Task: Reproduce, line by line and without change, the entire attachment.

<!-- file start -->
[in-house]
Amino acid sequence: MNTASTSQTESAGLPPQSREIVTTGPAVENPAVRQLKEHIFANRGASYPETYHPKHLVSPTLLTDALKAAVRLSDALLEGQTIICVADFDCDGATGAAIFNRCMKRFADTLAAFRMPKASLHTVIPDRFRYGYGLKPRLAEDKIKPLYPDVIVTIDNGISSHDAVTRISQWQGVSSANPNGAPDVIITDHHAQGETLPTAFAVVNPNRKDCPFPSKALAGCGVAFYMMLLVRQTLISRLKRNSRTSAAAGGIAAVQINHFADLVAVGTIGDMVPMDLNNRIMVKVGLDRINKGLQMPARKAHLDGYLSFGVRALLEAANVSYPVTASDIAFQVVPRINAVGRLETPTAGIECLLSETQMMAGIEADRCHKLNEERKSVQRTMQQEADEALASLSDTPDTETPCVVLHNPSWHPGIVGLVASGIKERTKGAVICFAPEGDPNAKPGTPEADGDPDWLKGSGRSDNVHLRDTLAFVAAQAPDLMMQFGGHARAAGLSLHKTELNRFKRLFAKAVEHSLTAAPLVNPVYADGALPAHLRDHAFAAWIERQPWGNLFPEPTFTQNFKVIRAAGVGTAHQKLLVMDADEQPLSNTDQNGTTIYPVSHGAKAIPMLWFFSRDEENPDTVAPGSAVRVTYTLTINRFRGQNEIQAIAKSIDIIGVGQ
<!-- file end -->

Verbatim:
[in-house]
Amino acid sequence: MNTASTSQTESAGLPPQSREIVTTGPAVENPAVRQLKEHIFANRGASYPETYHPKHLVSPTLLTDALKAAVRLSDALLEGQTIICVADFDCDGATGAAIFNRCMKRFADTLAAFRMPKASLHTVIPDRFRYGYGLKPRLAEDKIKPLYPDVIVTIDNGISSHDAVTRISQWQGVSSANPNGAPDVIITDHHAQGETLPTAFAVVNPNRKDCPFPSKALAGCGVAFYMMLLVRQTLISRLKRNSRTSAAAGGIAAVQINHFADLVAVGTIGDMVPMDLNNRIMVKVGLDRINKGLQMPARKAHLDGYLSFGVRALLEAANVSYPVTASDIAFQVVPRINAVGRLETPTAGIECLLSETQMMAGIEADRCHKLNEERKSVQRTMQQEADEALASLSDTPDTETPCVVLHNPSWHPGIVGLVASGIKERTKGAVICFAPEGDPNAKPGTPEADGDPDWLKGSGRSDNVHLRDTLAFVAAQAPDLMMQFGGHARAAGLSLHKTELNRFKRLFAKAVEHSLTAAPLVNPVYADGALPAHLRDHAFAAWIERQPWGNLFPEPTFTQNFKVIRAAGVGTAHQKLLVMDADEQPLSNTDQNGTTIYPVSHGAKAIPMLWFFSRDEENPDTVAPGSAVRVTYTLTINRFRGQNEIQAIAKSIDIIGVGQ